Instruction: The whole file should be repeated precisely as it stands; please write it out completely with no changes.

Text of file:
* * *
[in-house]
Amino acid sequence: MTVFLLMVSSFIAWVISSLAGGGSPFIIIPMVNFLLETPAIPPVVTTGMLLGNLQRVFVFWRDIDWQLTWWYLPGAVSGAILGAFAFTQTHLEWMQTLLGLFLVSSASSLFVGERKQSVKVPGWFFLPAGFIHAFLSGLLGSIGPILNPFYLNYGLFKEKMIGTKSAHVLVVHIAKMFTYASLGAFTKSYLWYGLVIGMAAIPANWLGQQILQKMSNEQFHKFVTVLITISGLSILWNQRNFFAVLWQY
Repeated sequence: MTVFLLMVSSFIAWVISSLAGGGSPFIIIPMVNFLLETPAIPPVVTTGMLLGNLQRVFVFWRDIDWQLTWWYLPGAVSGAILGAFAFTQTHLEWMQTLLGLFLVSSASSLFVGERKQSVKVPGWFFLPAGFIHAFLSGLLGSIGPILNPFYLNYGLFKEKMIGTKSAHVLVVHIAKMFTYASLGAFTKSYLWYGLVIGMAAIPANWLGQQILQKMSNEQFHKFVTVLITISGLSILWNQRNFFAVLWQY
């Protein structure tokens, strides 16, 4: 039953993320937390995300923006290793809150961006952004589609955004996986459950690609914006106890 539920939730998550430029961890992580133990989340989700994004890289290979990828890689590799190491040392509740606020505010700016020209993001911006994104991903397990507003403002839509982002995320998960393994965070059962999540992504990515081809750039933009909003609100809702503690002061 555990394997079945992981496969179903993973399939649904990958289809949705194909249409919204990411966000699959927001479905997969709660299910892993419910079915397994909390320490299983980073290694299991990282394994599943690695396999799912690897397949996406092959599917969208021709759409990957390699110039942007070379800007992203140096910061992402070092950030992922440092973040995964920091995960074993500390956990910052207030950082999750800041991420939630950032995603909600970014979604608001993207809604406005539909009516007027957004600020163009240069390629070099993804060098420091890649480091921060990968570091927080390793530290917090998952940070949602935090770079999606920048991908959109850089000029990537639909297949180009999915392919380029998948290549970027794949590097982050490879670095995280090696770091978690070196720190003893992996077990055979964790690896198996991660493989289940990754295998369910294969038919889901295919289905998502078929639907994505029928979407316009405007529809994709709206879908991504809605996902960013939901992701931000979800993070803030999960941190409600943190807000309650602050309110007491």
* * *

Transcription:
[in-house]
Amino acid sequence: MTVFLLMVSSFIAWVISSLAGGGSPFIIIPMVNFLLETPAIPPVVTTGMLLGNLQRVFVFWRDIDWQLTWWYLPGAVSGAILGAFAFTQTHLEWMQTLLGLFLVSSASSLFVGERKQSVKVPGWFFLPAGFIHAFLSGLLGSIGPILNPFYLNYGLFKEKMIGTKSAHVLVVHIAKMFTYASLGAFTKSYLWYGLVIGMAAIPANWLGQQILQKMSNEQFHKFVTVLITISGLSILWNQRNFFAVLWQY
Repeated sequence: MTVFLLMVSSFIAWVISSLAGGGSPFIIIPMVNFLLETPAIPPVVTTGMLLGNLQRVFVFWRDIDWQLTWWYLPGAVSGAILGAFAFTQTHLEWMQTLLGLFLVSSASSLFVGERKQSVKVPGWFFLPAGFIHAFLSGLLGSIGPILNPFYLNYGLFKEKMIGTKSAHVLVVHIAKMFTYASLGAFTKSYLWYGLVIGMAAIPANWLGQQILQKMSNEQFHKFVTVLITISGLSILWNQRNFFAVLWQY
């Protein structure tokens, strides 16, 4: 039953993320937390995300923006290793809150961006952004589609955004996986459950690609914006106890 539920939730998550430029961890992580133990989340989700994004890289290979990828890689590799190491040392509740606020505010700016020209993001911006994104991903397990507003403002839509982002995320998960393994965070059962999540992504990515081809750039933009909003609100809702503690002061 555990394997079945992981496969179903993973399939649904990958289809949705194909249409919204990411966000699959927001479905997969709660299910892993419910079915397994909390320490299983980073290694299991990282394994599943690695396999799912690897397949996406092959599917969208021709759409990957390699110039942007070379800007992203140096910061992402070092950030992922440092973040995964920091995960074993500390956990910052207030950082999750800041991420939630950032995603909600970014979604608001993207809604406005539909009516007027957004600020163009240069390629070099993804060098420091890649480091921060990968570091927080390793530290917090998952940070949602935090770079999606920048991908959109850089000029990537639909297949180009999915392919380029998948290549970027794949590097982050490879670095995280090696770091978690070196720190003893992996077990055979964790690896198996991660493989289940990754295998369910294969038919889901295919289905998502078929639907994505029928979407316009405007529809994709709206879908991504809605996902960013939901992701931000979800993070803030999960941190409600943190807000309650602050309110007491």